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All Gens Vote on Tiering Guidelines #1

Discussion in 'Tiers' started by Disaster Area, Feb 6, 2018.

?

Which approach do you support

Poll closed Feb 13, 2018.
  1. Option A

    3 vote(s)
    21.4%
  2. Option B

    6 vote(s)
    42.9%
  3. Something Else (Post It In The Thread)

    0 vote(s)
    0.0%
  4. No Opinion

    0 vote(s)
    0.0%
  5. Both Option A & Option B

    4 vote(s)
    28.6%
  6. Option C

    1 vote(s)
    7.1%
Thread Status:
Not open for further replies.
  1. Disaster Area

    Disaster Area Little Ball of Fur and Power Member

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    In determining our tiering guidelines, we are putting as much up to a vote as possible. Ortheore and I have different points of view on what the overall approach towards our tiering guidelines should be. My preferred approach is listed as Option A, and his preferred approach is listed as Option B. You can find some relevant discussion in this thread.

    To be clear, these will only serve as guidelines. They are to be used as a reference point to determine whether or not something should be suspected and whether or not something should be banned, but there is explicitly plenty of room for interpretation in both of those situations.

    Option A

    Option B
    Option C
    The poll will be open for 1 week. Feel free to discuss the merits of each option in this thread.
     
    Last edited: Feb 9, 2018
  2. Disaster Area

    Disaster Area Little Ball of Fur and Power Member

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    I prefer my approach because I think it provides clear and easy to understand guidelines for guaging when something is problematic, and I think it doesn't leave so much to interpretation that people can't easily make the argument to keep obviously broken Pokemon around. I worry about if we use Ortheore's approach, how easy it would be under his approach to make the case that, for example RBY Mewtwo is broken. It clearly is a broken Pokemon, but RBY Ubers is a metagame with a lot of depth, and I think it's much easier to make the case under his guidelines that it shouldn't be banned than it would be under my guidelines.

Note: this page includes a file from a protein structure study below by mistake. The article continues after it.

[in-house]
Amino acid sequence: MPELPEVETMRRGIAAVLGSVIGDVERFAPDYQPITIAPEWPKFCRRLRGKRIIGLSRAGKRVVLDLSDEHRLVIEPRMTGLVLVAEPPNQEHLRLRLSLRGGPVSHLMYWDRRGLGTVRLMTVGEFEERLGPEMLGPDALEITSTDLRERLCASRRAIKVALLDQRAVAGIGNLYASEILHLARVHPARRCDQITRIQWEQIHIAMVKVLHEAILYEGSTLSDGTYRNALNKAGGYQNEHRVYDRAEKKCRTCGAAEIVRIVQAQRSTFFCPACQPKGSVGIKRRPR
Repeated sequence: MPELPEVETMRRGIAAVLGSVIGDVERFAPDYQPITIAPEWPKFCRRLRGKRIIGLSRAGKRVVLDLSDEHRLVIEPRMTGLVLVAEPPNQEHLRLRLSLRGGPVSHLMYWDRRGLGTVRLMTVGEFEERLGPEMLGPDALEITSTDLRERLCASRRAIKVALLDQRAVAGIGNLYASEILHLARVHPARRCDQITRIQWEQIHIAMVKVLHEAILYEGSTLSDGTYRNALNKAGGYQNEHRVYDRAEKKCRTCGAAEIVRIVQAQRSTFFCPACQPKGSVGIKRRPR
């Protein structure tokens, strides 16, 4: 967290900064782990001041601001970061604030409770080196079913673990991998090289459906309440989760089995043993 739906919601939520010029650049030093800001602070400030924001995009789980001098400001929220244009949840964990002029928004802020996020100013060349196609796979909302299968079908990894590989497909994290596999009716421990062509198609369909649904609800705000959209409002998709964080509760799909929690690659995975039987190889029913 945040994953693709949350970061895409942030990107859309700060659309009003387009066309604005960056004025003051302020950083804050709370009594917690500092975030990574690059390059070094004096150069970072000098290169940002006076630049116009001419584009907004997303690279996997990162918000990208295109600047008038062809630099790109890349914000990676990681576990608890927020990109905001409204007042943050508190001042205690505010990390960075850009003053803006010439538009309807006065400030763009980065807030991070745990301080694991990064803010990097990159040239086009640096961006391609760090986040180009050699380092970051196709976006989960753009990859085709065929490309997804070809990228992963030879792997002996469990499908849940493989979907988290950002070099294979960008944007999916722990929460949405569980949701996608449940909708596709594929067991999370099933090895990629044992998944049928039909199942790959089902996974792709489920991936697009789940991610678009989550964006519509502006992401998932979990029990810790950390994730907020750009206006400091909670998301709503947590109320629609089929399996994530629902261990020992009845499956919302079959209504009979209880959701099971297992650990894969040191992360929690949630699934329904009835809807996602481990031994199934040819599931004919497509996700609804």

3. Linkin Karp

    Linkin Karp 从来没有幸运,但有时橡胶鸭子。 Season Host

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    I'm actually against your approach for the very same reason. I fear that if we set clear guidelines spanning across generations that state exactly whether a mon is broken or not, we might in the end fall victim to our own policies, possibly going as far as having to ban the Big Four. Something that is as meta-defining as Tauros in Gen 1 would be instabanned in newer generations. The strength of individual mons and strategies always needs to be looked at in the context of the metagame, and for that, strict and inflexible guidelines would hurt our tiering process.

    Exhibit A: Smogon Gen 7 OU quickbanned most likely way more than necessary to create a stable and diverse metagame, solely due to precedents set in Gen 3-5.
    Exhibit B: Smogon OMs. Just look at Shared Power - an extremely centralized metagame where broken quite literally checks broken by design. The concept would never allow the meta to be anywhere close to standard play in terms of diversity, yet people are complaining about that and now the top threats are being banned. Once the first wave of bans on somewhat manageable stuff has gone through, Smogon will end up with a complete train wreck of a tier where a lot of stuff is banned just for being good, yet the level of imbalance will still be the same. This happens when you apply policies from one metagame to another that is entirely different. Gen 6 STABmons went through a similar ordeal.
     
    Last edited: Feb 6, 2018
  4. Golden Gyarados

    Golden Gyarados Moderator

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    They're guidelines, not policy. Is there a reason both can't be stated?

    I think the most important thing is defining guidelines first and foremost. Remember, the vote that prompted this discussion had most people saying they wanted "guidelines" in direct contrast to the other option, which was "clear policy." So starting upfront by saying,

    "Guidelines are used as helpful reference when discussing whether an element is banworthy, with the ultimate decision coming down to [a council? a vote? something else?]. As these are merely guidelines, note that an element may meet all criteria defined herein yet remain unbanned. Conversely, an element may be banned that does not meet all or even most of the criteria defined herein."

    Once you define the guidelines thusly, the guidelines can include both the approaches listed here.
     
  5. Disaster Area

    Disaster Area Little Ball of Fur and Power Member

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    They don't state exactly when a Pokemon is broken or not but satisfaction of more of the conditions more strongly is a clearer indication that a Pokemon is banworthy.

    I guess I need to edit my description to make it clear that it is still only a guideline on what's banworthy rather than a clear determination. Will do that in a few minutes. Furthermore, clearly the strength to which a Pokemon needs to satisfy a criteria depends on the generation.

    I can add an option for "both" in the poll, give me a second. I like what you wrote there though so I'll be making an edit to the post correspondingly.
     
  6. Disaster Area

    Disaster Area Little Ball of Fur and Power Member

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    I am editing my description of my option and adding a comment about the nature of this policy being merely a guideline.

    Here is the original post: